3:1-3 Are we beginning to commend ourselves again? Surely you do not think that we need--as some people need--letters of commendation neither to you or from you? You are our letter, written on our hearts, known and read by all men. It is plain to see that you are a letter written by Christ, produced under our ministry, written not with ink, but with the Spirit of the living God, not on tablets of stone, but on tablets which are living, beating, human hearts.
Behind this passage lies the thought of a custom which was common in the ancient world, that of sending letters of commendation with a person. If someone was going to a strange community, a friend of his who knew someone in that community would give him a letter of commendation to introduce him and to testify to his character.
Here is such a letter, found among the papyri, written by a certain Aurelius Archelaus, who was a beneficiarius, that is a soldier privileged to have special exemption from all menial duties, to his commanding officer, a military tribune called Julius Domitius. It is to introduce and commend a certain Theon. "To Julius Domitius, military tribune of the legion, from Aurelius Archelaus, his beneficiarius, greeting. I have already before this recommended to you Theon, my friend, and now also, I ask you, sir, to have him before your eyes as you would myself. For he is a man such as to deserve to be loved by you, for he left his own people, his goods and his business and followed me, and through all things he has kept me safe. I therefore pray you that he may have the right to come and see you. He can tell you everything about our business...I have loved the man...I wish you, sir, great happiness and long life with your family and good health. Have this letter before your eyes and let it make you think that I am speaking to you. Farewell."
That was the kind of commendatory letter, or reference, of which Paul was thinking. There is one such in the New Testament. Romans 16:1-27 is a letter of commendation written to introduce Phoebe, a member of the Church at Cenchrea, to the Church at Rome.
In the ancient world, as nowadays, sometimes written testimonials did not mean very much. A man once asked Diogenes, the Cynic philosopher, for such a letter. Diogenes answered, "That you are a man he will know at a glance; but whether you are a good or a bad man he will discover if he has the skill to distinguish between good and bad, and if he is without that skill he will not discover the facts even though I write to him thousands of times." Yet in the Christian Church such letters were necessary, for even Lucian, the pagan satirist, noted that any charlatan could make a fortune out of the simple-minded Christians, because they were so easily imposed upon.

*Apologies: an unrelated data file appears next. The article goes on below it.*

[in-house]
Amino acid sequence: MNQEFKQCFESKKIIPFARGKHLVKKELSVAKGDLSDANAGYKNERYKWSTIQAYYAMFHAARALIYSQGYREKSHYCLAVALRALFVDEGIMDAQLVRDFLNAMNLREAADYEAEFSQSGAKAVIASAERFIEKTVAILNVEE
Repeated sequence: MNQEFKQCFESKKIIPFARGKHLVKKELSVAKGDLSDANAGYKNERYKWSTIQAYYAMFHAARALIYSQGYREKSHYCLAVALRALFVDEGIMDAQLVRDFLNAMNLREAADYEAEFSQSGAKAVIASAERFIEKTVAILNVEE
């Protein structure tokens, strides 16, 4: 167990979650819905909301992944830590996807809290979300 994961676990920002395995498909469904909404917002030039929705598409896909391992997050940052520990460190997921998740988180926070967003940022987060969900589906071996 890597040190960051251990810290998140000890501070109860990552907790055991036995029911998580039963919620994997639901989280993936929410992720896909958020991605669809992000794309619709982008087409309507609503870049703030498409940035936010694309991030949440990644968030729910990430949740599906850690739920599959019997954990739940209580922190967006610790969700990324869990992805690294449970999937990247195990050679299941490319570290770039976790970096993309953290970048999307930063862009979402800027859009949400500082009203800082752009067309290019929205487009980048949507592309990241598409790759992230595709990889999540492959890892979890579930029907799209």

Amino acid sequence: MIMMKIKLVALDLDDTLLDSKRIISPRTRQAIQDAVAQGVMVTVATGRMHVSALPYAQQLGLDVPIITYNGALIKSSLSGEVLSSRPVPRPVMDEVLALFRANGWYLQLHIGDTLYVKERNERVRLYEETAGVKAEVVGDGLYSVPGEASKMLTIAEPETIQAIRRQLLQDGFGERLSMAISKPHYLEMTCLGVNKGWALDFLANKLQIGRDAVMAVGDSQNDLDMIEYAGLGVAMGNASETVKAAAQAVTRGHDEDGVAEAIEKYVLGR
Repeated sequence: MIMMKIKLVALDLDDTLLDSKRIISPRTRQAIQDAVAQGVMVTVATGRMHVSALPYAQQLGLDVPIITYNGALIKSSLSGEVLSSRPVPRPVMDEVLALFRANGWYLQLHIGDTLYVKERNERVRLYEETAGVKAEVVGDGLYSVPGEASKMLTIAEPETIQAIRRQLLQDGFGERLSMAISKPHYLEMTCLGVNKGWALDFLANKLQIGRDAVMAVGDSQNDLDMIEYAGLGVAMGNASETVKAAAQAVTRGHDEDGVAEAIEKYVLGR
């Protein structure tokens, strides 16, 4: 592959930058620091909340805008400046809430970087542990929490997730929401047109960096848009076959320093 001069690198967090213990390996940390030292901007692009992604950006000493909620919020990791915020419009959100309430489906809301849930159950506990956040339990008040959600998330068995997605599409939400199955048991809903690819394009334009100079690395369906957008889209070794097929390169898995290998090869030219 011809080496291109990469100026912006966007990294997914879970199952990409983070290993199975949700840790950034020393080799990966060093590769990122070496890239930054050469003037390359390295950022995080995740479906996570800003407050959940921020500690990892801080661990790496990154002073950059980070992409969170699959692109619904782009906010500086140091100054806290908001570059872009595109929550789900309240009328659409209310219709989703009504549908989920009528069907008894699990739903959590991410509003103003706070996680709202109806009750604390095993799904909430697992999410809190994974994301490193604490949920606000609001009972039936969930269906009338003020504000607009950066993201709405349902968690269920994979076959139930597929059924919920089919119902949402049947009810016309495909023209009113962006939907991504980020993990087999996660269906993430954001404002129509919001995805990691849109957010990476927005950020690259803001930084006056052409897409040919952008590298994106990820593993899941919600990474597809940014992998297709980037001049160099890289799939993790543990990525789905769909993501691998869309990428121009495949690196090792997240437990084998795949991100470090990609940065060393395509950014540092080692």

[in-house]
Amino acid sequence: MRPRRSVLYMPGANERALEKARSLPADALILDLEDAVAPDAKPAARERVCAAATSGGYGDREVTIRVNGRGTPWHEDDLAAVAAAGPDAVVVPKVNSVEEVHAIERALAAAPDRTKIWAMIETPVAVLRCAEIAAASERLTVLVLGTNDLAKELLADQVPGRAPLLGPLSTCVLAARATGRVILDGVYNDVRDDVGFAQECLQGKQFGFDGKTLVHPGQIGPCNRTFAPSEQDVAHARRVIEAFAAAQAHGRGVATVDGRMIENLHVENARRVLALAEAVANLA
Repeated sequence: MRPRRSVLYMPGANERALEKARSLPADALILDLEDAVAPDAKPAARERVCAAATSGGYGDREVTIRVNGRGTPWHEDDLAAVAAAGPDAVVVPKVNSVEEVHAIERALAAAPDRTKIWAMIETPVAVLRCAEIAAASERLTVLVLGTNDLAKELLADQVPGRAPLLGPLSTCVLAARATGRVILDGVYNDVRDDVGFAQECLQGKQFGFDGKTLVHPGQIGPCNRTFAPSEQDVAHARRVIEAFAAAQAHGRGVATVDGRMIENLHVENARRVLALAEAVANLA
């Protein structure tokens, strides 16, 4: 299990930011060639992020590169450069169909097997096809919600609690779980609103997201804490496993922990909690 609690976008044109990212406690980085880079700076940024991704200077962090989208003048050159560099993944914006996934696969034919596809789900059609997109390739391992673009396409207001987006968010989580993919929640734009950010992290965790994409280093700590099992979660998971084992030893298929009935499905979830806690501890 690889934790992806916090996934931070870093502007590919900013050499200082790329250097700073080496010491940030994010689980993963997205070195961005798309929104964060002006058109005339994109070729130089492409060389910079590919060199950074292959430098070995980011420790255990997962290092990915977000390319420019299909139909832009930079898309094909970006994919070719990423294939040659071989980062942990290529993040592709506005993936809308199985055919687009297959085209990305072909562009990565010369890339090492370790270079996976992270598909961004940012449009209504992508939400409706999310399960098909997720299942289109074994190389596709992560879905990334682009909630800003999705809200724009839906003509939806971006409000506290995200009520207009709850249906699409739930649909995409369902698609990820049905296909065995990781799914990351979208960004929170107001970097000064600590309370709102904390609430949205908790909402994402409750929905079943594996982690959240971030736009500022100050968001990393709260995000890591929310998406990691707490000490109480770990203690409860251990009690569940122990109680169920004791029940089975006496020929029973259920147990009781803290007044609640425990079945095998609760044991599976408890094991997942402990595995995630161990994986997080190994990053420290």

The previous sentences of Paul's letter seemed to read as if he was giving himself a testimonial. He declares that he has no need of such commendation. Then he takes a side-glance at those who have been causing trouble in Corinth. "There may be some," he says, "who brought you letters of commendation or who got them from you." In all probability these were emissaries of the Jews who had come to undo Paul's work and who had brought introductory letters from the Sanhedrin to accredit them. Once Paul had had such letters himself, when he set out to Damascus to obliterate the Church. ( Acts 9:2 ). He says that his only testimonial is the Corinthians themselves. The change in their character and life is the only commendation that he needs.
He goes on to make a great claim. Every one of them is a letter of Christ. Long ago Plato had said that the good teacher does not write his message in ink that will fade; he writes it upon men. That is what Jesus had done. He had written his message on the Corinthians, through his servant, Paul, not with fading ink but with the Spirit, not on tablets of stone as the law was first written, but on the hearts of men.
There is a great truth here, which is at once an inspiration and an awful warning--every man is an open letter for Jesus Christ. Every Christian, whether he likes it or not, is an advertisement for Christianity. The honour of Christ is in the hands of his followers. We judge a shopkeeper by the kind of goods he sells; we judge a craftsman by the kind of articles he produces; we judge a Church by the kind of men it creates; and therefore men judge Christ by his followers. Dick Sheppard, after years of talking in the open air to people who were outside the Church, declared that he had discovered that "the greatest handicap the Church has is the unsatisfactory lives of professing Christians." When we go out into the world, we have the awe-inspiring responsibility of being open letters, advertisements, for Christ and his Church.